One of the things about US politics that makes it so riveting, especially around election time, is the quality of the speeches and the debates. I have always been convinced about the power of words to inspire and rouse the spirit when used appropriately. I was discussing this with a friend yesterday afternoon, and Michelle Obama gave another demonstration of their impact.
I could have watched the first day of the Democratic National Convention, but I was denied the pleasure by the good people at DSTV. Even though I renewed my subscription before it expired, I was still cut off. It is an annoyance that will be resolved in a few hours, Insha Allah.
Since I couldn’t watch it, I resorted to monitoring the reaction to it on Twitter. As always, it was entertaining stuff. Lots of people talked about how much of a credit Michelle has been to her husband over the last four years, painting him in the best possible light, and how powerful the speech was. I saw people inspired by the narration of how she and the future US president went out for dates ‘in a car that was so rusted out, I could actually see the pavement going by through a hole in the passenger side door’. It was a speech about how they beat early hardships, first separately, then together. It was a speech about how, having beaten those challenges and ‘walked through that doorway of opportunity’ as she put it, their aim has been to uplift others, and not to ‘shut the door behind them’. The entire context was a veiled reference to Mitt Romney and the policies of the Republican Party, but she never mentioned either by name. It is as classy as it gets.
After reading the speech, one is left with many thoughts. It is clear that, just like Hilary Clinton, Michelle Obama is destined for greater things. The nature of that will not be clear for a while, but it does seem she will be in the national spotlight for a long time.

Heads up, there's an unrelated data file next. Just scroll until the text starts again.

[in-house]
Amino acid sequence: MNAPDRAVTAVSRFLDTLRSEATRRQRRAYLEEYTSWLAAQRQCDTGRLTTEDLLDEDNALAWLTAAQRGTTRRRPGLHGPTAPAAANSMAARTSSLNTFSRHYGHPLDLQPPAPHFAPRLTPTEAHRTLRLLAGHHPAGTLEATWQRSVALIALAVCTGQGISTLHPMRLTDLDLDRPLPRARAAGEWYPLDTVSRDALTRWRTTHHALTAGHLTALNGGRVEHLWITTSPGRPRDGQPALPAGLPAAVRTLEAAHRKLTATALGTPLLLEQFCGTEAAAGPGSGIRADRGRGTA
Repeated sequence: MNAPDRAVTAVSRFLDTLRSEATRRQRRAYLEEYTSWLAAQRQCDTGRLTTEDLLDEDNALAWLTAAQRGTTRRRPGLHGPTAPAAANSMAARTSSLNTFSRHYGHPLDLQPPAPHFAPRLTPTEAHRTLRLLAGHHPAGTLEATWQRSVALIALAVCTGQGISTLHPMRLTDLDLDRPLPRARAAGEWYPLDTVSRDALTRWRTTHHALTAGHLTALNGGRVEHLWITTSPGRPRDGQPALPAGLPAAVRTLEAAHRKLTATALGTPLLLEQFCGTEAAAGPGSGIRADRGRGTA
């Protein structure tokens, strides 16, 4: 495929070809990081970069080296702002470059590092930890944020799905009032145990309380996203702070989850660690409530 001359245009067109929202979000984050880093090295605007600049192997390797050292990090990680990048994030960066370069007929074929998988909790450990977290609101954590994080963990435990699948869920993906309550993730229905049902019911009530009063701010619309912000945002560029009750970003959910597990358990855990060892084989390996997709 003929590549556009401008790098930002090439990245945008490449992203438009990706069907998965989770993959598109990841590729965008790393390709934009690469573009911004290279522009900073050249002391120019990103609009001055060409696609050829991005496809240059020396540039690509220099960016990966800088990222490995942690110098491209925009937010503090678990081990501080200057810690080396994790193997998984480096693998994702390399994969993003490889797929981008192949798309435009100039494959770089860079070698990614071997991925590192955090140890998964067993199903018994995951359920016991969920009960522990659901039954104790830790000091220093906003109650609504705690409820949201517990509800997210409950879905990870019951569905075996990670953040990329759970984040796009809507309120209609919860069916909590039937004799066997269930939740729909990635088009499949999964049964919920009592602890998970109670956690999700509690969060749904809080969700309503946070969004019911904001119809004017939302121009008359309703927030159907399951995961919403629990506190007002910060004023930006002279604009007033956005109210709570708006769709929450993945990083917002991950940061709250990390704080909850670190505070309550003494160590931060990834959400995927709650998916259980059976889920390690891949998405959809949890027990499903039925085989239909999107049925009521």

There is something about her and Barack that is the distillation of all that is the very best about the black race. At the same time, it is an unbelievably inspiring image and message that transcends race and nationality. Seeing both of them display such command of a stage, of words, and do it with such smoothness, without seeming to miss a beat, leaves a longing for that kind of ability however fleeting that longing might be.
The urge to compare them with other public figures is inevitable. Of course, there is an innate unfairness about such comparisons, but that really isn’t the point. It is a very human trait to make comparisons, to want to do better, to aspire for bigger and better things. This dissatisfaction is behind every human advancement. As individuals and a collective, Nigerians need some of that.
For years, Bill and Hillary Clinton were the ultimate power couple, the best example of how two people can play on the same high level, while sharing the same bed. Barack and Michelle Obama have followed this template and are arguably improving it. From their story, it is quite clear that they both recognised the potential in each other early on, made the necessary investments and decided for the long haul. Any single man or woman who aspires to something like that must be ready to make similar investments. There are no half measures.
In the end, her speech – which we are told she worked on for a month – was about sacrifice, commitment to family and society, and a life-long journey with an authentic and driven person who is going somewhere.
It is a message that resonates and hopefully, it lingers long after today.